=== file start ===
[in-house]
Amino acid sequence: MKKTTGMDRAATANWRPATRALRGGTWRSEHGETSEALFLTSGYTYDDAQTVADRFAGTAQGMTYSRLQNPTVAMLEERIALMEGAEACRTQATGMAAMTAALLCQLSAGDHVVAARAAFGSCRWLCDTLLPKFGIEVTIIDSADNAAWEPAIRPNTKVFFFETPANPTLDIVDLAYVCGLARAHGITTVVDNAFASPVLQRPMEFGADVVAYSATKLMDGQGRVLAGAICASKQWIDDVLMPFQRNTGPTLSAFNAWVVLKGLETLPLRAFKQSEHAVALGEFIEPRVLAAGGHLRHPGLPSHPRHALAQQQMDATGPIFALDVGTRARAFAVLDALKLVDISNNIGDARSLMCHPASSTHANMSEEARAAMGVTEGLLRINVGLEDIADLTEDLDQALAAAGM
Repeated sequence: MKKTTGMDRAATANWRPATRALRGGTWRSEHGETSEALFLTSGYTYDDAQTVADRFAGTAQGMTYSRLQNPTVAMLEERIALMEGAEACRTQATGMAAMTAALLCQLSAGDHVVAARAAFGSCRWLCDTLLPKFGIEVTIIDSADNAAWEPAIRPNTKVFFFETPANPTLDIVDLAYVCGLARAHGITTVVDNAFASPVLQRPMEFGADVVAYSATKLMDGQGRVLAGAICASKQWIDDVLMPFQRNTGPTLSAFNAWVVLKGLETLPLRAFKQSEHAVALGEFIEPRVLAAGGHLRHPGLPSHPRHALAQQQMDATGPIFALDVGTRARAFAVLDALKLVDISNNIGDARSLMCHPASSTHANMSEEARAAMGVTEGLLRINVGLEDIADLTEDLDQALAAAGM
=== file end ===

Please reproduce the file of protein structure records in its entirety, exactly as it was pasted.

[in-house]
Amino acid sequence: MKKTTGMDRAATANWRPATRALRGGTWRSEHGETSEALFLTSGYTYDDAQTVADRFAGTAQGMTYSRLQNPTVAMLEERIALMEGAEACRTQATGMAAMTAALLCQLSAGDHVVAARAAFGSCRWLCDTLLPKFGIEVTIIDSADNAAWEPAIRPNTKVFFFETPANPTLDIVDLAYVCGLARAHGITTVVDNAFASPVLQRPMEFGADVVAYSATKLMDGQGRVLAGAICASKQWIDDVLMPFQRNTGPTLSAFNAWVVLKGLETLPLRAFKQSEHAVALGEFIEPRVLAAGGHLRHPGLPSHPRHALAQQQMDATGPIFALDVGTRARAFAVLDALKLVDISNNIGDARSLMCHPASSTHANMSEEARAAMGVTEGLLRINVGLEDIADLTEDLDQALAAAGM
Repeated sequence: MKKTTGMDRAATANWRPATRALRGGTWRSEHGETSEALFLTSGYTYDDAQTVADRFAGTAQGMTYSRLQNPTVAMLEERIALMEGAEACRTQATGMAAMTAALLCQLSAGDHVVAARAAFGSCRWLCDTLLPKFGIEVTIIDSADNAAWEPAIRPNTKVFFFETPANPTLDIVDLAYVCGLARAHGITTVVDNAFASPVLQRPMEFGADVVAYSATKLMDGQGRVLAGAICASKQWIDDVLMPFQRNTGPTLSAFNAWVVLKGLETLPLRAFKQSEHAVALGEFIEPRVLAAGGHLRHPGLPSHPRHALAQQQMDATGPIFALDVGTRARAFAVLDALKLVDISNNIGDARSLMCHPASSTHANMSEEARAAMGVTEGLLRINVGLEDIADLTEDLDQALAAAGM